“Nobody goes there anymore. It’s too crowded.”
Beloved Yankee player and manager, Yogi Berra, who is remembered for his malapropisms almost as well as for his illustrious baseball career, said it best. And while he was referring to a popular St. Louis restaurant, the same quote could be applied to Helen Hayes Hospital.
Every day I hear from prospective patients or their families who lament, “I want to go to Helen Hayes after my surgery, but the referring hospital says it will be hard to get in.” This hurts my heart, because, as the Director of Utilization, it is my primary mission to ensure that people in need of physical rehabilitation have optimal access to the excellent inpatient services at Helen Hayes. So why does this impression persist?
Ironically, the diversity of disability-specific inpatient units and our three separate levels of care, which afford us the ability to take patients other acute rehabs can’t, contribute to the perception problem. Take for instance the Skilled Nursing Facility at Helen Hayes Hospital. This small, 25-bed subacute rehab unit opened in 2000, in response to the push by insurance companies and government payers to direct more patients from the more expensive acute rehab hospitals into rehab in nursing homes. Considering the advances in many orthopedic surgeries, which resulted in shortened recovery time and reduced incidence of medical problems, this was a reasonable initiative. Unfortunately, the public did not always view a potential nursing home stay as favorably as their payer did, and too often, these short stays became more and more extended, dissipating any anticipated cost-savings.
So, when the Helen Hayes subacute opened, offering 24 hour on-site physicians, registered nurses on every shift, on every unit, lab, x-ray, prosthetics and orthotics, pharmacy on site, and our world class physical, occupational and speech therapists – but at a therapy frequency that allowed a reduced rate – the world flocked to our door! There were many days when the unit was full and unfortunately we had to turn away admissions. Discharge planners at referring hospitals began telling their patients that they couldn’t get into Helen Hayes, far in advance of their discharge dates, to avoid the possibility of disappointment. And to make matters worse, no distinction was made between our small, subacute unit and the other 130 acute and medical beds at the hospital, making it seem that patients couldn’t be admitted to the other units either!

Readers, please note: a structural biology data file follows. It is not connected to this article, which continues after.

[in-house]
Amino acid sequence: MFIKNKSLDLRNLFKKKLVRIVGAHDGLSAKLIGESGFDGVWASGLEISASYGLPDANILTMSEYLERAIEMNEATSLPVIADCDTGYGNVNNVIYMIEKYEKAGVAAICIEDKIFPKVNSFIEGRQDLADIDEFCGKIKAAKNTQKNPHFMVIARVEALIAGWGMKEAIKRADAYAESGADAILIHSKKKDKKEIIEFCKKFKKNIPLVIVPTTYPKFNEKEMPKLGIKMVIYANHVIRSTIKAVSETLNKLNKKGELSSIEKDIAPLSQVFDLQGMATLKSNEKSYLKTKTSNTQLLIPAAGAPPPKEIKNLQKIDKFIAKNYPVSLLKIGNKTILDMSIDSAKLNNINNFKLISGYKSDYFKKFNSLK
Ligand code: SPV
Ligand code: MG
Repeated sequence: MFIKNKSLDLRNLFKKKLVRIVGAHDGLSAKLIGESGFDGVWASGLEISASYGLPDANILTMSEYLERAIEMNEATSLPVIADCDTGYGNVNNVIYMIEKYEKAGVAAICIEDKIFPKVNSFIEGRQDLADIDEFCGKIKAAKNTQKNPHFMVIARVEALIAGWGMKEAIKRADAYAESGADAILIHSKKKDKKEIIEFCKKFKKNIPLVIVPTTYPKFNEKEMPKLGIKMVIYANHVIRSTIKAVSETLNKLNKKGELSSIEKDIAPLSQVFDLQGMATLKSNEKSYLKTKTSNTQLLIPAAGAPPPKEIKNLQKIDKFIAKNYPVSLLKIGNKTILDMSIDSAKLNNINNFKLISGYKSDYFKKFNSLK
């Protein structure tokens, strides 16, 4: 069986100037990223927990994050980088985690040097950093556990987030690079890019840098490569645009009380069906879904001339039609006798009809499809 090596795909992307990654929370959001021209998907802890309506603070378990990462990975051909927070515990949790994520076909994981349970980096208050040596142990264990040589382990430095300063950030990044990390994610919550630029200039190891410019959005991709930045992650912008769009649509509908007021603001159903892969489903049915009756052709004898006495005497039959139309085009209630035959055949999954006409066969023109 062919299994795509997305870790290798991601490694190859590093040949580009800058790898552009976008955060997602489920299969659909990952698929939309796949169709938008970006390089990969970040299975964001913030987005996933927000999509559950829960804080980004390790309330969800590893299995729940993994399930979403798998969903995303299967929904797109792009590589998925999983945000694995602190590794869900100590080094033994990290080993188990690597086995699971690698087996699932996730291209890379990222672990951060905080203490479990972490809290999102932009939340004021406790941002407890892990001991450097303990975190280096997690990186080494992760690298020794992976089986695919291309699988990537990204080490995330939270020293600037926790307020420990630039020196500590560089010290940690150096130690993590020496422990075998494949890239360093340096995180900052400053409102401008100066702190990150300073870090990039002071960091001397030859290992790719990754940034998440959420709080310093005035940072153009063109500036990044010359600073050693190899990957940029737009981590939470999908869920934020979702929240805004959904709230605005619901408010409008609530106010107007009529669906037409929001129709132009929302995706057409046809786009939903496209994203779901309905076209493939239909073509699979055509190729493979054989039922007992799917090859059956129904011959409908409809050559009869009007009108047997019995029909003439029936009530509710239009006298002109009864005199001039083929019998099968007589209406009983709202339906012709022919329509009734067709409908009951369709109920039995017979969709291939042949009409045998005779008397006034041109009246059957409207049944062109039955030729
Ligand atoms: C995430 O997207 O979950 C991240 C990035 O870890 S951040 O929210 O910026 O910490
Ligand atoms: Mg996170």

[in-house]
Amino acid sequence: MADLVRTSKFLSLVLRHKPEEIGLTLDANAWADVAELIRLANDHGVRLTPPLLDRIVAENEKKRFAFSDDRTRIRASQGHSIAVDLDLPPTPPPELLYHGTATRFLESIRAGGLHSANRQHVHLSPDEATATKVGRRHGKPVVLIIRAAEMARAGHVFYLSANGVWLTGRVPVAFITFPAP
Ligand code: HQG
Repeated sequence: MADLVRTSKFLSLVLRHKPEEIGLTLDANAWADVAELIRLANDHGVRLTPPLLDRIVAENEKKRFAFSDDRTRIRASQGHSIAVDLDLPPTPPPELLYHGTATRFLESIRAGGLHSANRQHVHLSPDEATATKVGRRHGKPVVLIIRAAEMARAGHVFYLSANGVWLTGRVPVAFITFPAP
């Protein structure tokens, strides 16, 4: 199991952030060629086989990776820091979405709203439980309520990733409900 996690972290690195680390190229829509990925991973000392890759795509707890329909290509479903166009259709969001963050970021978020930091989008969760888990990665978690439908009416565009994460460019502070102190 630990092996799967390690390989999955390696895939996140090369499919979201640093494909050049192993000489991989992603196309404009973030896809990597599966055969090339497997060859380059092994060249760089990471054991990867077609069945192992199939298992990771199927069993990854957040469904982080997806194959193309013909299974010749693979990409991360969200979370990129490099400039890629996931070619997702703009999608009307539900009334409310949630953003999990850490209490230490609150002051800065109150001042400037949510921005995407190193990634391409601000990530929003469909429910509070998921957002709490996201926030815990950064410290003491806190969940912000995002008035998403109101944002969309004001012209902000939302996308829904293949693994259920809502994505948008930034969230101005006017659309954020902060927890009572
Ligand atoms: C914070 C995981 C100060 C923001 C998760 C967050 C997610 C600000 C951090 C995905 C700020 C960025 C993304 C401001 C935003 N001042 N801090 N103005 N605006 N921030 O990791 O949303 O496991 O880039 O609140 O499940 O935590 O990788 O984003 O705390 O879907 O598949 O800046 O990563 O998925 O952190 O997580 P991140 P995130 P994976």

So, what can a prospective patient do to get into Helen Hayes Hospital, if it is the preferred choice? First and foremost, insist that the hospital send a referral. We discharge patients every day. Just because we didn’t have a bed yesterday, does not mean we won’t have one today, or tomorrow. Second, remember that while we may not have a bed on our subacute unit that does not mean that we don’t have a bed on the acute unit that is appropriate for you. Most joint replacement patients who have regular Medicare will quality for acute or med/surg level rehabilitation services. That’s an extra 1-1½ hours of therapy over the subacute level every day. Third, if you have a commercial payer (with no Medicare or Medicaid), even if you are only authorized for subacute, we may be able to board you on another unit, and provide the subacute level of therapy there. Lastly, due to the nature of our subacute unit, we are designed to provide high-quality rehabilitative services to patients who can benefit from a short-stay and return home. We do not accept patients with dementia, complex medical conditions or who require long-term care. Patients with neurological conditions such as a head injury, spinal cord and stroke as well as those with amputations, cardiac, pulmonary and orthopedic surgery should be evaluated for eligibility for our acute units.
I hope this has helped to allay any fear that you need to get past a bouncer and a velvet rope to get into Helen Hayes. There’s just our Admissions Office and you can reach us at (845) 786-4118 with any questions.
So, if you’re told you can’t get into Helen Hayes, you tell them to refer you any way, because to quote another “Yogi-ism,” “It ain’t over ‘til it’s over!”
Director, Utilization Management